is the disposal ban of electronics?
What the law says
2007 Electronics Recycling Law adds
CEDs to the list of products banned from
disposal in Oregon:
ORS 459.247(1): No person shall dispose of
and no disposal site operator shall knowingly
accept for disposal the following types of solid
waste at a solid waste disposal site: … (f)
covered electronic devices.
Covered electronic devices” are defined in ORS
459A.305(3) to include computer, monitors and
items are covered under the Oregon E-Cycles program?
FREE recycling of desktop
and portable (laptop) computers, monitors and whole televisions.
items are NOT covered under the Oregon E-Cycles program?
devices, such as cellular phones, fax machines, printers, mice, keyboards
and other peripherals, including appliances.
can recycle their electronics under the Oregon E-Cycles program?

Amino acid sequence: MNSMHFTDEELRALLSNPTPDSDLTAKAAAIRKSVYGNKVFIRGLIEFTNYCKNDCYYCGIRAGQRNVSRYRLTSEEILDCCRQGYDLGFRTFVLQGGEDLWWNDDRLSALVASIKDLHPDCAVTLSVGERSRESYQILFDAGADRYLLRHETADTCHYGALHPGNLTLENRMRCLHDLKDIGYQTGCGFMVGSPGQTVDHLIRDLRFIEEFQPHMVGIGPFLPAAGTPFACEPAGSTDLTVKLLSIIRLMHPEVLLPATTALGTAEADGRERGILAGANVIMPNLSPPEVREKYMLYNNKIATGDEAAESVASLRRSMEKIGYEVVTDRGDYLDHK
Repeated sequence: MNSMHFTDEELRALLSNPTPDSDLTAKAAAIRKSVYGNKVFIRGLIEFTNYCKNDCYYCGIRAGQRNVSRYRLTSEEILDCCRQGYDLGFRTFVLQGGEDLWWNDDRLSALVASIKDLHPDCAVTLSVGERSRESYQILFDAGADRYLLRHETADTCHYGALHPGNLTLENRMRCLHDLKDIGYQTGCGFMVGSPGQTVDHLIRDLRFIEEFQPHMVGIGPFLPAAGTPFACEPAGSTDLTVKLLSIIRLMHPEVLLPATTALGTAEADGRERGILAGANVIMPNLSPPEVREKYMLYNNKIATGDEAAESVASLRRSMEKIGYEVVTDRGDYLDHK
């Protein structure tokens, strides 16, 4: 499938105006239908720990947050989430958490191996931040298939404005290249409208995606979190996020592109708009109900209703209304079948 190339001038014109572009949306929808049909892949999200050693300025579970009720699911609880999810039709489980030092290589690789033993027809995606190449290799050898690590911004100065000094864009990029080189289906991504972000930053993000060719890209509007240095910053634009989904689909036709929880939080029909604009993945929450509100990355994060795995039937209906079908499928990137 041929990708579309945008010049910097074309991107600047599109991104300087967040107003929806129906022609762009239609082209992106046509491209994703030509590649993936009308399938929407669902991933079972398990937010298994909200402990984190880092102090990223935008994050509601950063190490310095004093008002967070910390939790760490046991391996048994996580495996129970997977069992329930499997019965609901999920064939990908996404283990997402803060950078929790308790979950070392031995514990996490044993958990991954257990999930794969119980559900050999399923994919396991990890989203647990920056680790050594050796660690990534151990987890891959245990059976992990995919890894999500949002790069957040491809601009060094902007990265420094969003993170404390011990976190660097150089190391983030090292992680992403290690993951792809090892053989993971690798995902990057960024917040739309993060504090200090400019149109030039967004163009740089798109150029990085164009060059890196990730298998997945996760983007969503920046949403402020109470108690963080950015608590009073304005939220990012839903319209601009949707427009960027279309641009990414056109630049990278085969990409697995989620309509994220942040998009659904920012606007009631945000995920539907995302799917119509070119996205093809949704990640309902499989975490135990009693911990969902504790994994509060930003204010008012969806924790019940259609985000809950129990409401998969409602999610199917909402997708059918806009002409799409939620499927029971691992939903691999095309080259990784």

Households, small organizations with ten or fewer employees, and anyone else
delivering seven or fewer covered electronic devices to a collection center at
any one time for free.
is the purpose of the disposal ban on electronics?
Electronics contain toxics such as lead, cadmium and mercury that
even in small amounts can harm our health and pollute our environment.
E-cycling your computers, monitors and televisions through Oregon E-Cycles
keeps these toxics out of our environment. If your unwanted electronics
are still working, you may want to consider donating your items to a charity
or other organizations that may not be able to afford new equipment.
are the penalties for throwing electronics in the garbage?
“After the ban, throwing away these items will be illegal,” says
Kathy Kiwala, Oregon E-Cycles Project Lead. “Anyone knowingly violating
the ban may face penalties up
to $500 per item. With Oregon’s convenient recycling system for electronic
waste, it should
be easy to keep it out of the trash.”